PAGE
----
FAQs About the Ups and Downs of the Markets
1. I lost money last year, that’s disappointing. I thought the economy was doing pretty well, what happened?
Last year was a difficult one, even for diversified portfolios. We build diversified portfolios that allocate to growth assets in the form of equities, inflation-protecting assets like commodities and real estate, and income-oriented investments, namely bonds. Over the long run, diversification helps to minimize risk, but there are certainly years where a diversified portfolio can lose value. Last year was one of those years, and it’s something we plan for when we create a client’s financial plan and make projections about the future.
Financial markets tend to be volatile and lumpy in their returns. They also tend to be discounting mechanisms. Last year, there was a lot of good news on the U.S. economy and also on corporate earnings. But, much of that good news had been anticipated in 2017, which was a much stronger year for almost any asset class and had an almost historic lack of volatility.
Now, looking ahead, the earnings outlook is a little cloudier and so is the economic outlook. We’re slowing from a high level of growth and that could keep volatility elevated in the year’s first half.
On a positive note, we have seen signs that policy at the Fed may be less restrictive this year and globally, growth could potentially turn higher in the second half. And, we could expect positive returns by the time the dust settles in 2019.
2. Why did a number of stock strategies underperform the S&P 500?
First and foremost, we know that everyone needs to benchmark to something to somehow gauge how they’re doing. Big U.S. indices like the S&P 500 or the Dow are front and center but are a sub-optimal benchmark for us and our clients. The S&P 500 is a measure of the 500 largest companies in the U.S. but that does not capture the entire world of opportunity. A still imperfect but more appropriate benchmark in our mind is a global one.
To directly answer the question, we can think of two major reasons why our portfolios may not have kept up with the S&P last year. The first is that we invest globally, and international equities did not perform as well as U.S. stocks. The second is that we take a “value” approach to our investment strategies. For much of the year last year, the winners were Amazon, Apple, Nvidia, names that have had strong earnings growth but have become very expensive. Amazon, for instance, trades at 90 times its earnings, which is much higher than the S&P 500, which trades around 18 times earnings. A lot of good news has been priced into names like that and even they had a rough fourth quarter. High flyers can make headlines and produce amazing returns in any given year, and we do have some broad market exposure and Growth positions that will pick up some of these high flyer stocks; however, we think a value approach is the best way to try and maximize your returns while taking as little risk as possible.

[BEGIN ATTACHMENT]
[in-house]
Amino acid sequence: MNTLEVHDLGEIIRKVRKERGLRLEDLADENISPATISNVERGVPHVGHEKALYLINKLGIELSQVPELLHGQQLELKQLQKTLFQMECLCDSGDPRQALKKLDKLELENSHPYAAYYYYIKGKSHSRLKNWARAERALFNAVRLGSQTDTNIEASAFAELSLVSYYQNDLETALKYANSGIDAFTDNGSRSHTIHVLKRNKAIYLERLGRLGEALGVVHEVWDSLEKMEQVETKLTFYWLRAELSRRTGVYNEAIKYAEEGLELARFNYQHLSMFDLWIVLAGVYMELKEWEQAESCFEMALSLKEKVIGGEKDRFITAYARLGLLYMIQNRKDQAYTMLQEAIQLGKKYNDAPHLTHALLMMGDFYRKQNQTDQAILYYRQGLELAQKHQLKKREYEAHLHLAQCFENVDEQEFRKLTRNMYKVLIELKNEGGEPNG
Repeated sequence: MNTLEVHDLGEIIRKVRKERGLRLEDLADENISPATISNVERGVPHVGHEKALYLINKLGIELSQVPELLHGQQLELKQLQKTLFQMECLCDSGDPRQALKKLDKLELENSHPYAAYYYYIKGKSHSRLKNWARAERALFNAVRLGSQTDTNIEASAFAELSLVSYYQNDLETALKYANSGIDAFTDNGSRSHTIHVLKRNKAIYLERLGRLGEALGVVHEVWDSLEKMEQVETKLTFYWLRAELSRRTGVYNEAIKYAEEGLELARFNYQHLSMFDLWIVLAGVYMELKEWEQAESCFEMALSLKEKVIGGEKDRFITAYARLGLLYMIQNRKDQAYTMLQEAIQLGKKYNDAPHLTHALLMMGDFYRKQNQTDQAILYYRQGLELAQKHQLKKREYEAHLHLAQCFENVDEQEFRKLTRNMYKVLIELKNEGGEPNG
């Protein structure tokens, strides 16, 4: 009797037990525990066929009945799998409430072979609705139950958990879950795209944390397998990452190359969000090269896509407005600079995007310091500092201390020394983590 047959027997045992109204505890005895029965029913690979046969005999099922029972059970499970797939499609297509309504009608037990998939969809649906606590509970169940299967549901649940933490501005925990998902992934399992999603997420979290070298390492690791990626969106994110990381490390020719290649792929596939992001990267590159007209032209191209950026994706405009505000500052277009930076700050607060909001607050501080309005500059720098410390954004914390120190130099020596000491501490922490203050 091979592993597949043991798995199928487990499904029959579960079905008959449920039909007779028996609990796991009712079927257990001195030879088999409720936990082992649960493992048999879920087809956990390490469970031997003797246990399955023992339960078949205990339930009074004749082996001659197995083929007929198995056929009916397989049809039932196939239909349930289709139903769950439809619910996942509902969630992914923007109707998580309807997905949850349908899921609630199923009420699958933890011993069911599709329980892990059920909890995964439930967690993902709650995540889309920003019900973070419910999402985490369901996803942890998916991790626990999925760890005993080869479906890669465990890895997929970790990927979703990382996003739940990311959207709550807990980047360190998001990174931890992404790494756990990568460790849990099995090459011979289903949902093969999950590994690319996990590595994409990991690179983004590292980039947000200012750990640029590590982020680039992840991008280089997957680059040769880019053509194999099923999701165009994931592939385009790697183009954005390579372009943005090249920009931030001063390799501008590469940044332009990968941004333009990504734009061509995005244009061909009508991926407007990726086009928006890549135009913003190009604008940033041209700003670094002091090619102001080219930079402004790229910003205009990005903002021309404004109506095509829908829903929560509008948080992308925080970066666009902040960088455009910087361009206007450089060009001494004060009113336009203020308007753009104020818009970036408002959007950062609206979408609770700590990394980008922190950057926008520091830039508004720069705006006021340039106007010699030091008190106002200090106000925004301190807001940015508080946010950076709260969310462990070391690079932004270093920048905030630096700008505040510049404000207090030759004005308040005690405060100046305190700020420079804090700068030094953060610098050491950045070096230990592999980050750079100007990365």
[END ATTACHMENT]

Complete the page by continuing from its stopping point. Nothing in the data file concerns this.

3. Why would we invest internationally at all?
This really comes down to two major factors. The first is that the majority of economic growth is coming from economies outside of the U.S. The U.S. is still a big part of the pie but shrinking every day. And, we’re using our research partners and working with our team to do our best to set you up for long-term success. The second is that valuations are much more compelling, and these things tend to run in long cycles. Valuation is not a great timing indicator, but it can be terrific at framing a 10-year return expectation. From that perspective, international stocks have a more compelling starting point.
4. Bonds were down, I thought that was my safe income. What gives?
The economy was pretty robust last year, and the Fed was hiking rates. Historically, when the Fed is tightening policy, rates tend to go higher. The good news is that many believe that the Fed looks like it is going to pause its hiking cycle and see where the data lands. Rates are much higher and bond prices become less sensitive to small moves in rates as the starting point on rates is higher. Also, bonds did really well in the fourth quarter when the equity markets were selling off.
5. Do you think the return assumptions modeled in my cash flow plan are valid?
Yes, for a few reasons. One, inflation and interest rates were really low for the majority of this bull market. Inflation-adjusted returns are in line with historical norms. Higher rates alone should give you more return in your bond portfolio. Additionally, international and real assets have been a drag. So even though the U.S. has been high flying, some other areas of the portfolio have been somewhat weak. We expect that even if returns in the U.S. portion moderate, these areas will become positive impacts.
6. Can things actually get any better this year? It seems like it’s just getting worse.
Again, it looks like policy at the Fed is going to be less restrictive this year and that globally, growth is going to turn higher in the second half. And, we expect positive returns by the time the dust settles in 2019.